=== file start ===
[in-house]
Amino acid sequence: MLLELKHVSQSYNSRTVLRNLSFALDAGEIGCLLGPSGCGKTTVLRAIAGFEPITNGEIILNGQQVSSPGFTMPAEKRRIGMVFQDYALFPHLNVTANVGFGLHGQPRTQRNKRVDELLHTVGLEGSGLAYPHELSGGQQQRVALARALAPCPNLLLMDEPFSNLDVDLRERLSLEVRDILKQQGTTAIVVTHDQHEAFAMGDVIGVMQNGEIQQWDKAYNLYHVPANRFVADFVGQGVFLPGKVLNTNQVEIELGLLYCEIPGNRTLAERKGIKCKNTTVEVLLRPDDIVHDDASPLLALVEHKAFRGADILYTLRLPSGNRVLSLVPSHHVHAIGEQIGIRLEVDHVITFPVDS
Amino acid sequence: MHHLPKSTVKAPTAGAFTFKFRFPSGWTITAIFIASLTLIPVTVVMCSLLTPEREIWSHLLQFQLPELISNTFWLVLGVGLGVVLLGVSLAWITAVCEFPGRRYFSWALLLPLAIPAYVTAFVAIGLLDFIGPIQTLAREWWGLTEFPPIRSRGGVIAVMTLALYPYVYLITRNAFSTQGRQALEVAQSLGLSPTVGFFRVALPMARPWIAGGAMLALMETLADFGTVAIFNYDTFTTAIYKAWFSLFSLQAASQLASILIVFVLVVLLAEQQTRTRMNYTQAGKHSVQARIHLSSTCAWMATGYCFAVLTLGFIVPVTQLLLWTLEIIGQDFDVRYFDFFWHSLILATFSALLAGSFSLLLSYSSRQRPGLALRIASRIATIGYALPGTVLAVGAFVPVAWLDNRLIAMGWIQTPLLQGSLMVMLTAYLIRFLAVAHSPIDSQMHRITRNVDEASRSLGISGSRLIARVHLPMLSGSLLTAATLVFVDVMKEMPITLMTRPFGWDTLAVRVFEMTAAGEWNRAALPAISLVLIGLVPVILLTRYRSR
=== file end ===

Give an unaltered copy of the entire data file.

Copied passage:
[in-house]
Amino acid sequence: MLLELKHVSQSYNSRTVLRNLSFALDAGEIGCLLGPSGCGKTTVLRAIAGFEPITNGEIILNGQQVSSPGFTMPAEKRRIGMVFQDYALFPHLNVTANVGFGLHGQPRTQRNKRVDELLHTVGLEGSGLAYPHELSGGQQQRVALARALAPCPNLLLMDEPFSNLDVDLRERLSLEVRDILKQQGTTAIVVTHDQHEAFAMGDVIGVMQNGEIQQWDKAYNLYHVPANRFVADFVGQGVFLPGKVLNTNQVEIELGLLYCEIPGNRTLAERKGIKCKNTTVEVLLRPDDIVHDDASPLLALVEHKAFRGADILYTLRLPSGNRVLSLVPSHHVHAIGEQIGIRLEVDHVITFPVDS
Amino acid sequence: MHHLPKSTVKAPTAGAFTFKFRFPSGWTITAIFIASLTLIPVTVVMCSLLTPEREIWSHLLQFQLPELISNTFWLVLGVGLGVVLLGVSLAWITAVCEFPGRRYFSWALLLPLAIPAYVTAFVAIGLLDFIGPIQTLAREWWGLTEFPPIRSRGGVIAVMTLALYPYVYLITRNAFSTQGRQALEVAQSLGLSPTVGFFRVALPMARPWIAGGAMLALMETLADFGTVAIFNYDTFTTAIYKAWFSLFSLQAASQLASILIVFVLVVLLAEQQTRTRMNYTQAGKHSVQARIHLSSTCAWMATGYCFAVLTLGFIVPVTQLLLWTLEIIGQDFDVRYFDFFWHSLILATFSALLAGSFSLLLSYSSRQRPGLALRIASRIATIGYALPGTVLAVGAFVPVAWLDNRLIAMGWIQTPLLQGSLMVMLTAYLIRFLAVAHSPIDSQMHRITRNVDEASRSLGISGSRLIARVHLPMLSGSLLTAATLVFVDVMKEMPITLMTRPFGWDTLAVRVFEMTAAGEWNRAALPAISLVLIGLVPVILLTRYRSR